Lowepro Rover AW II - the "Tartis" Bag (Still Under Construction)

A good camera bag is an important investment; you can make do with a substandard one, but eventually it will become a constant source of frustration and reduce your enjoyment. I had an old faithful Lowepro mini trekker for a few years but I always found myself wanting to fit in my lunch or a drink bottle or a jacket and because of the way the bag was designed (you always change the orientation of the bag when you take it off) I always felt bad putting them directly beside my camera equipment. So I started doing some research.

I had a whole list of requirements I wanted from my new "tartis" bag:

  1. It had to be able to fit all the camera equipment I would need for a day's outing,
  2. It needed enough space in a separate compartment for lunch, drink, book and a jacket at a push.
  3. It needed to be able to carry a tripod easily (better than the original mini trekker).
  4. An all weather version would be nice.
  5. I wanted it to be able to fit a laptop when I travel.
  6. I didn't want it to be too huge or look like a sack (but I also didn't want it to scream 'camera bag').

Looking back on it now this was a fairly impossible list of requirements!

Originally I was looking at the Lowepro Orion II because it was nice and cheap, but the measurements indicated the top compartment was really small, there was no tripod carrying capability.

I checked out some local stores (with a very minimal range) and decided the Lowepro compu-daypack was not a contender. Some of the newly released bags from Tamrak looked good on paper (on the internet) but they weren't available in New Zealand yet. So after a lot of web browsing I basically narrowed it down to three Lowepro bags: the newly released Lowepro Computrekker AW (for which there had been some rave reviews), the Lowepro Rover AW Plus and the Lowepro Rover AW II. I visited Photo and Video in Christchurch one weekend and made my decision. The Lowepro Computrekker AW is pretty expensive (NZ$270) and I soon realised why it could fit so much, it is a beast! Really fat (due to the massive 17" laptop compartment) and generally big all over. The Lowepro Rover AW Plus is a more attractive shape (not having the extra laptop compartment) but it is so big that it really starts to look sack-like and would be quite impractical for most of my needs. Then came the Lowepro Rover AW II, it really is a gem of a bag, it has an amazingly slim profile for what can fit inside and looks rather unlike a camera bag. So needless to say, I ended up buying it for NZ$180. At the time I wasn't so convinced of how good it would be, especially paying more than twice as much as I did for my old Lowepro mini-trekker. But now writing in retrospect, it was a great investment!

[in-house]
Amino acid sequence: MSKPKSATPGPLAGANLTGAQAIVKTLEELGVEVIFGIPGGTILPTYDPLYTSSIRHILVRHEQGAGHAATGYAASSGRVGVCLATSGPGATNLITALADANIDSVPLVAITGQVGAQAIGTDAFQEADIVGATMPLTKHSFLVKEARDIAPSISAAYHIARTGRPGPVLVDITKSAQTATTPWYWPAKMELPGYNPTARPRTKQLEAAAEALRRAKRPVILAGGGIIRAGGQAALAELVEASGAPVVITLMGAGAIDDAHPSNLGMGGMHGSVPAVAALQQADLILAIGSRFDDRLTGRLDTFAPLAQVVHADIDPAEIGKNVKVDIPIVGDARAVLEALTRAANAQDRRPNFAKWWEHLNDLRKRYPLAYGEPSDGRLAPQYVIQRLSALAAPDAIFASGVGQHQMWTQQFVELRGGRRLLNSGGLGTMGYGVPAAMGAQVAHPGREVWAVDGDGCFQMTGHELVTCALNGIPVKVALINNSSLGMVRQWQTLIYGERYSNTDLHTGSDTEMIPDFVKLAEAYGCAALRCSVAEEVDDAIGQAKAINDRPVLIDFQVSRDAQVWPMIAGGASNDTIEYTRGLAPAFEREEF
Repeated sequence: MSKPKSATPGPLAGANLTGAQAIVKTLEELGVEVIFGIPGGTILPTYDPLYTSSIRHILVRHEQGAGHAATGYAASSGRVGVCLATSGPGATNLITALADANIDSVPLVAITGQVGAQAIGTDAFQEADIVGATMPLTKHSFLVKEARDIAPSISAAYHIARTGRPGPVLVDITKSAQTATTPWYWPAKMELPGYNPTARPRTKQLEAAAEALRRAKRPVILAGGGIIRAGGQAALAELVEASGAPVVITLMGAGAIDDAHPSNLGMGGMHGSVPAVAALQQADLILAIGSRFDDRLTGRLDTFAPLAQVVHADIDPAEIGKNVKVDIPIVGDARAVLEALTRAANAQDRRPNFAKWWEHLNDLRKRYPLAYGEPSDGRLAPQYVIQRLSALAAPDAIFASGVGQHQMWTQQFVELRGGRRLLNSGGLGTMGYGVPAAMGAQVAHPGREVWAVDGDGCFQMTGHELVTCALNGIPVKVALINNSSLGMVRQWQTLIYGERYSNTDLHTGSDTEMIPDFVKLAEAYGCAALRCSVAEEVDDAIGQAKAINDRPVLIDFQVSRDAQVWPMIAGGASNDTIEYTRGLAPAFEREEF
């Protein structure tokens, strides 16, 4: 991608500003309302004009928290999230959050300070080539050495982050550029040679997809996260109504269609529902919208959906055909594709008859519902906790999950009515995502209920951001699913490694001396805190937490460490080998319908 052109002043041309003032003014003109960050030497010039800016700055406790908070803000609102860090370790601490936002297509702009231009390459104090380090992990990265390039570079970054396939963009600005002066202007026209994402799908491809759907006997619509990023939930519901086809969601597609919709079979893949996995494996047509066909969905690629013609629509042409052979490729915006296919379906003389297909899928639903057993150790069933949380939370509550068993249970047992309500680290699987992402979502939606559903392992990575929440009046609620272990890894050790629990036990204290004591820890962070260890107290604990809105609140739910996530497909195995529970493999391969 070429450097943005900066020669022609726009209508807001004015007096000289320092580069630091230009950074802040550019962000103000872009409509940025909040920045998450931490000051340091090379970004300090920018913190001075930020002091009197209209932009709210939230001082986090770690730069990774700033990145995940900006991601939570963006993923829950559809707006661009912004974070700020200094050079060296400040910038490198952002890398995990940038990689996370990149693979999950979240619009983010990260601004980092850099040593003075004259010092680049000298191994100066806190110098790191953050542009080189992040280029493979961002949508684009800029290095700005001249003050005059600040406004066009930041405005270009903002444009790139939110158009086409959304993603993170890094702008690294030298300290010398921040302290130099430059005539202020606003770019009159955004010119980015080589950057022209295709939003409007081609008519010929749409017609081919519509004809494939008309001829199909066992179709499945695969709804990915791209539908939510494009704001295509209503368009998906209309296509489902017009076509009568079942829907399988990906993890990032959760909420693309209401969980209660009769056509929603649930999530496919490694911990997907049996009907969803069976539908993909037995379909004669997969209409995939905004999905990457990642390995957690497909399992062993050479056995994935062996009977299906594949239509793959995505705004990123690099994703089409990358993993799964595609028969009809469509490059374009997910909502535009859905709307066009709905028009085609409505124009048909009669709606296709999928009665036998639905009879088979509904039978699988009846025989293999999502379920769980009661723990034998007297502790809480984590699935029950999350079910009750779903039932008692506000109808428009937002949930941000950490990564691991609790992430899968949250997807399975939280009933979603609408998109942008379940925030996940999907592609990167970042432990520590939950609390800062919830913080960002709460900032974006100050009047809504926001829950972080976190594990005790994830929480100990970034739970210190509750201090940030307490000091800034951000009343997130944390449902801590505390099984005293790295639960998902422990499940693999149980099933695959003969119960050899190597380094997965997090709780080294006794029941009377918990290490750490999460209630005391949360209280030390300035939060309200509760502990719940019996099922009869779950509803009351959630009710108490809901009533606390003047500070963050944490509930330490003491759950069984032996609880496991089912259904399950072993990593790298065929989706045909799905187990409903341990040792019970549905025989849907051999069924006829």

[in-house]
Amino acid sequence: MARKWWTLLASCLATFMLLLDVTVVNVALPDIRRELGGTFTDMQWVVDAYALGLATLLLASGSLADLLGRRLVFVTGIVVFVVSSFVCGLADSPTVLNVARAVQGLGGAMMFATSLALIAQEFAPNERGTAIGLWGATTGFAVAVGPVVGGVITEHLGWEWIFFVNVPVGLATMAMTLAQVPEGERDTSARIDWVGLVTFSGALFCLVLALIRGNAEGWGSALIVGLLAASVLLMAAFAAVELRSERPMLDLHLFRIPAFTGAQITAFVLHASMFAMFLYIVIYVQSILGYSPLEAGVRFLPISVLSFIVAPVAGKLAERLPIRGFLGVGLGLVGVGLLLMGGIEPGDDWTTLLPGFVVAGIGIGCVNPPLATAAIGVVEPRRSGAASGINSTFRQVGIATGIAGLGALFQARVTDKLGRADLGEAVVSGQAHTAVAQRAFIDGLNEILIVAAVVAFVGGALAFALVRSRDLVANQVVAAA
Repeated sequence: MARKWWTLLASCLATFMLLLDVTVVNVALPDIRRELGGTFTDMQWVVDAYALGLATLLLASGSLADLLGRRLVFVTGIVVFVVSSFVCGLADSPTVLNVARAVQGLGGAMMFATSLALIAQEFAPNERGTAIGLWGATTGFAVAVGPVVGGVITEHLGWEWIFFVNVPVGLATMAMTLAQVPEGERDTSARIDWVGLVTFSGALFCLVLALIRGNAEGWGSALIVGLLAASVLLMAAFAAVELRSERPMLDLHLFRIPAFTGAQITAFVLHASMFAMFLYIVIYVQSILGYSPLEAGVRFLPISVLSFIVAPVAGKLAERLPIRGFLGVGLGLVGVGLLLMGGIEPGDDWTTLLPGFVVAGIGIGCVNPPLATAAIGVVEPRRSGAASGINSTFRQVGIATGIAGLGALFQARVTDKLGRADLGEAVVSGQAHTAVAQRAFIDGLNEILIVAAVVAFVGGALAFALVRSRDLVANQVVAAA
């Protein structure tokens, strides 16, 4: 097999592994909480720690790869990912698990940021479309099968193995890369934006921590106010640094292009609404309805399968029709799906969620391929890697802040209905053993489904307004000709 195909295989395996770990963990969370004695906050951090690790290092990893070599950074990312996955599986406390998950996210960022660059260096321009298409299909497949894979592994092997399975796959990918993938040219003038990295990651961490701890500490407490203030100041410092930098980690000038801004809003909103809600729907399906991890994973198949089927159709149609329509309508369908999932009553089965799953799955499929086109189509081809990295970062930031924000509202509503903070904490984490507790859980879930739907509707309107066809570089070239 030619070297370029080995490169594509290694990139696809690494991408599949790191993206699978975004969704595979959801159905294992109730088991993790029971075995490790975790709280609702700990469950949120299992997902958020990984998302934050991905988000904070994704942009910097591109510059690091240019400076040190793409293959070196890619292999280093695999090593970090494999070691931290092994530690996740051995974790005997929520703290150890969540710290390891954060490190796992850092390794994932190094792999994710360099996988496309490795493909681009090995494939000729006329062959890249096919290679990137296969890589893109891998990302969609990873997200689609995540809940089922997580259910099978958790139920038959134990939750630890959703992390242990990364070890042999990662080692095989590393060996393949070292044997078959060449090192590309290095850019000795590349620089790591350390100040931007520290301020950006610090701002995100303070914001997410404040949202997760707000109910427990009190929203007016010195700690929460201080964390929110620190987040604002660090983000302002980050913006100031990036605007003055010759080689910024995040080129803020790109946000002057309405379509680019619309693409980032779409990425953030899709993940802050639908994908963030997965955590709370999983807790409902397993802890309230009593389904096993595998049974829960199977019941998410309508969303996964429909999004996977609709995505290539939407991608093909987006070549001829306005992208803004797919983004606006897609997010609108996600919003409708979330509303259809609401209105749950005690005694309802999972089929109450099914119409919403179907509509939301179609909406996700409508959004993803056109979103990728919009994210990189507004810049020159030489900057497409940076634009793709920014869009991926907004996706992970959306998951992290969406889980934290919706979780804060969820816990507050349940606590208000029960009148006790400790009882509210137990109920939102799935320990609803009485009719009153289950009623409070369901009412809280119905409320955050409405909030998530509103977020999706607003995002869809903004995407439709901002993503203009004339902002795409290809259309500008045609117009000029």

Although I didn't realise it at the time, it actually fulfills every one of my requirements!

The bag consists of two main compartments plus one internal pocket, two small external pockets, a fold down tripod holder, two drink bottle holders and a fold out "all weather" cover.

The top section opens like a normal backpack with a zip. The bottom section also opens with a zip, but you have to open the bag like a Packman to access it. The bottom section is also secured by a clip for extra peace of mind. Having said that, the bag is well designed, and even if you have lots of camera gear in the bottom section and the zip and clip undone, when you lift the bag up it hardly hangs open at all!